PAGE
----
Amazon holds opening celebrationTennessee Gov. Bill Haslam toured the Amazon facility at Enterprise South Thursday during their opening celebration. Prior to the tour Haslam addressed the need for federal legislation requiring the collection of sales tax on from internet retailers and his desire to work with Amazon to create the law.
New Amazon distribution centers such as the one in Chattanooga will vault Tennessee to the top three among states in terms of the Internet retailer's footprint, officials said Thursday.
And Amazon officials, who gave Gov. Bill Haslam his first look at the 1 million-square-foot Chattanooga center, hinted that the online retailer's presence could grow in Hamilton County.
Company officials refer to the site as "Chattanooga One," said Paul Misener, Amazon's director of global public policy.
"The one's suggestive," he said. "We're all counting."
Chattanooga Mayor Ron Littlefield said the city would make room for Amazon as events unfold. Hamilton County Mayor Jim Coppinger said Misener's remarks "are a tease" and declined further comment.
Haslam said he's looking forward to more jobs coming from the company, which will have five centers in Tennessee when it builds in Rutherford and Wilson counties. Amazon now employs 400 people in Bradley County.
The governor said he was impressed by the size of Amazon's facility at Enterprise South industrial park, as well as its current 1,700 jobs.
"I'm thankful for the real-world investment in Hamilton County," he said.
When all five centers are built and staffed, Amazon will have a $350 million investment and 3,500 full-time workers in Tennessee, Misener said.
"These aren't insignificant numbers," he said.
Haslam helped resolve an impasse with the world's No. 1 Internet retailer over collecting sales taxes on goods sold in Tennessee. Under legislation pending in the General Assembly, Amazon would begin collecting the tax in 2014. The company's sales are expected to generate $22.8 million for the state and $9.6 million for local governments.
Tennessee Deputy Gov. Claude Ramsey said the state will come out ahead from the Amazon investments even though tax collections won't start for almost two years.
"If they had built these centers in Georgia, we still wouldn't get that sales tax revenue and we wouldn't have had all of these jobs," said the former Hamilton County mayor.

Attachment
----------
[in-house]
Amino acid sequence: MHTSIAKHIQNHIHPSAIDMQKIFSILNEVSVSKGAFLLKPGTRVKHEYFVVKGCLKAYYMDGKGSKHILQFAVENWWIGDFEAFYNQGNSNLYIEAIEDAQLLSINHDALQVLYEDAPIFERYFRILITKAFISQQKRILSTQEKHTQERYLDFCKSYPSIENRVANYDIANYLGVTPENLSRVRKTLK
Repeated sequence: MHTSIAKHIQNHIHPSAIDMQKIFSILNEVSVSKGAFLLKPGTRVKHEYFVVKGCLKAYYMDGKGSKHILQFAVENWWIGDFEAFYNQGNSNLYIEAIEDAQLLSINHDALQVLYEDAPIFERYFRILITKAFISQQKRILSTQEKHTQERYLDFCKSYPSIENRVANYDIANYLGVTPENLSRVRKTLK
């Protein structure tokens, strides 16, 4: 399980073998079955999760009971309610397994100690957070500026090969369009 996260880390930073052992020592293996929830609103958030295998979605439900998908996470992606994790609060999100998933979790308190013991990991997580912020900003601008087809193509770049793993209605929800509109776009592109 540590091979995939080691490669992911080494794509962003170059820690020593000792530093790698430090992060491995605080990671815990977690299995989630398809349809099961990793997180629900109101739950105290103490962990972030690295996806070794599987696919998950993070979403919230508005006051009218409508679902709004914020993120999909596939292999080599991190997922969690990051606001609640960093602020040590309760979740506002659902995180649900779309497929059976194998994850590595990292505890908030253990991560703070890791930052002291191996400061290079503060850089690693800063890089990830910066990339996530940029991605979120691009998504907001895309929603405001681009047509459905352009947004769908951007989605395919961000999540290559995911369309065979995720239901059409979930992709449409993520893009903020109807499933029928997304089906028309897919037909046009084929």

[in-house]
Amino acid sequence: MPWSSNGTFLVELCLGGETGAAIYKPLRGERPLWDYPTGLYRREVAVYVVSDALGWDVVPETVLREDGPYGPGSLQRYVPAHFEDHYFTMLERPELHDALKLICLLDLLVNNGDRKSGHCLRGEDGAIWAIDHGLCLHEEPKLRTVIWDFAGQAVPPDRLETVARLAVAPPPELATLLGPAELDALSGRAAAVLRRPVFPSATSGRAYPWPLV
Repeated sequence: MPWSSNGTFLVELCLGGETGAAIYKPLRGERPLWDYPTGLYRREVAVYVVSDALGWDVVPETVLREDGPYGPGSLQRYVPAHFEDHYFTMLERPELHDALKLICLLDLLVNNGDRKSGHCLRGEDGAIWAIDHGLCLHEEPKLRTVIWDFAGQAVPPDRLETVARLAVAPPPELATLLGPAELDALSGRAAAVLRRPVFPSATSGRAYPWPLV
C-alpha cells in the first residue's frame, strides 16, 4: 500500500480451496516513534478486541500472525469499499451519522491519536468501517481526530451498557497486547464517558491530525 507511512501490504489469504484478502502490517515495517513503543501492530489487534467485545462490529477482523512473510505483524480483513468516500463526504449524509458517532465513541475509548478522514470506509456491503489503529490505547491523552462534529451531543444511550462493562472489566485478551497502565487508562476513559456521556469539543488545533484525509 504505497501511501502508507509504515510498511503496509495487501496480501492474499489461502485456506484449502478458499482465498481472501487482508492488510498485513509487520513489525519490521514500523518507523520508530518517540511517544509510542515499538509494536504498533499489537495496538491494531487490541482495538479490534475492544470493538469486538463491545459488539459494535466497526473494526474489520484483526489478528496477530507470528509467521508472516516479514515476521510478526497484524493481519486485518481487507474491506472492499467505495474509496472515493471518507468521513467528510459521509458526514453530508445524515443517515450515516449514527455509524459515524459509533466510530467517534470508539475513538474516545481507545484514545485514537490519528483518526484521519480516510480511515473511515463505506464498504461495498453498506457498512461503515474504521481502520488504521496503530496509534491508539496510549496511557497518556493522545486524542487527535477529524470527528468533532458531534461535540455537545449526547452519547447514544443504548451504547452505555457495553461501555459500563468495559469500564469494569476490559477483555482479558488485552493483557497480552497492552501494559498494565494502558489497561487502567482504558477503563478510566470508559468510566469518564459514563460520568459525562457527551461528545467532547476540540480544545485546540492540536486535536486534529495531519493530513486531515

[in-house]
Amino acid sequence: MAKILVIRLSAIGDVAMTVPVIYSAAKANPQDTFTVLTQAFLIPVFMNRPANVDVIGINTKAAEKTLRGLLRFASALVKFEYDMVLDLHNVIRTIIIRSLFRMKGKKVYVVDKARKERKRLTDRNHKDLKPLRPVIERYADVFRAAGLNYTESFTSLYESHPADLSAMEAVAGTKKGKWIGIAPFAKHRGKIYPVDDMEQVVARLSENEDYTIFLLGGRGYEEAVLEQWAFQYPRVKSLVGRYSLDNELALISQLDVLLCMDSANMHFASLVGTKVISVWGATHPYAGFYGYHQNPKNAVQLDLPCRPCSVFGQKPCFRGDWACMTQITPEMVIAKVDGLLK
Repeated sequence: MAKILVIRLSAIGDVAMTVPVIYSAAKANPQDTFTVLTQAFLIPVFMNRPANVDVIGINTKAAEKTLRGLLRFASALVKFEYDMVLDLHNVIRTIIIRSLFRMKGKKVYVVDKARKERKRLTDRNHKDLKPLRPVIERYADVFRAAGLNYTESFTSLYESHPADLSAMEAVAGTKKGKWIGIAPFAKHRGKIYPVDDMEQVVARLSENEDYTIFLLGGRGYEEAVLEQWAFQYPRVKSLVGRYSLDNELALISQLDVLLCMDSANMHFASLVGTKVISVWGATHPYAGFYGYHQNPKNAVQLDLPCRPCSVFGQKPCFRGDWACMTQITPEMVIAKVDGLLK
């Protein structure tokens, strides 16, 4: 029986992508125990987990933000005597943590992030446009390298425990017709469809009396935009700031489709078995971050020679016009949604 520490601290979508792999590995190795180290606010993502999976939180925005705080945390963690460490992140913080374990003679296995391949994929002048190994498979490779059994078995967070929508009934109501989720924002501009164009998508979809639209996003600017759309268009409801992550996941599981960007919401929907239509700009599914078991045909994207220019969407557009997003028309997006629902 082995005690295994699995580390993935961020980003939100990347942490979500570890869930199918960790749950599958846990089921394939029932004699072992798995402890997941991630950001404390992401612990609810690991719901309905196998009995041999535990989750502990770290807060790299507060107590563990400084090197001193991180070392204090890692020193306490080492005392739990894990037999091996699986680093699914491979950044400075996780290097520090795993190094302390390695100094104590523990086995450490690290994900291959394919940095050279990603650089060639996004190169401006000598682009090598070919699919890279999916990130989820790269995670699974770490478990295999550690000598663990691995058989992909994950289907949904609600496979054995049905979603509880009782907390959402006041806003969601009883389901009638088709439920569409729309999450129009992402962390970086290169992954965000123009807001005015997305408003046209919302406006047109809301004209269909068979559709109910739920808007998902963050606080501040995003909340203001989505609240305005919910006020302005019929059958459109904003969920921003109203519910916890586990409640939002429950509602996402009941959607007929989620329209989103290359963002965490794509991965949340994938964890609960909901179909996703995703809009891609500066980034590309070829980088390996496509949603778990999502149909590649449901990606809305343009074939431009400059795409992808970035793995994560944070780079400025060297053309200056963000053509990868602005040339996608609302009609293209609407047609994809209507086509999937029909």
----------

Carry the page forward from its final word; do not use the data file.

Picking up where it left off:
Misener and Haslam both called for federal legislation regarding tax collection by Internet companies.
"The time to act is now," the Amazon official said.
Haslam said Tennessee, with no income tax, relies on sales taxes to fund state services.
"Washington, given the current situation of the deficit, is going to be sending less money to the states," he said. "If that's true, then they owe it to us to let us make our own decisions about the tax owed to us."
Amazon already is expanding inside its Chattanooga building. That was "more than we had expected" so soon after opening, said Tom Edd Wilson, the Chattanooga Area Chamber of Commerce's chief executive.
Mike Roth, Amazon's vice president for North American operations, said some seasonal workers have been brought on as full-timers to meet growing demand here.
The Chattanooga site already is one of Amazon's largest distribution centers by volume, he said.
Sanjay Shah, the site's general manager, said the Hamilton and Bradley facilities' workforces could reach 5,000 when seasonal jobs kick in around Christmas.
State Rep. Kevin Brooks, R-Cleveland, said that when he looks at Amazon's facilities, he sees jobs.
"Those are my friends and neighbors," he said.
Business Editor Dave Flessner contributed to this story.
Mike Pare, the deputy Business editor at the Chattanooga Times Free Press, has worked at the paper for 27 years. In addition to editing, Mike also writes Business stories and covers Volkswagen, economic development and manufacturing in Chattanooga and the surrounding area. In the past he also has covered higher education. Mike, a native of Fort Lauderdale, Fla., received a bachelor’s degree in communications from Florida Atlantic University. he worked at the Rome News-Tribune before ...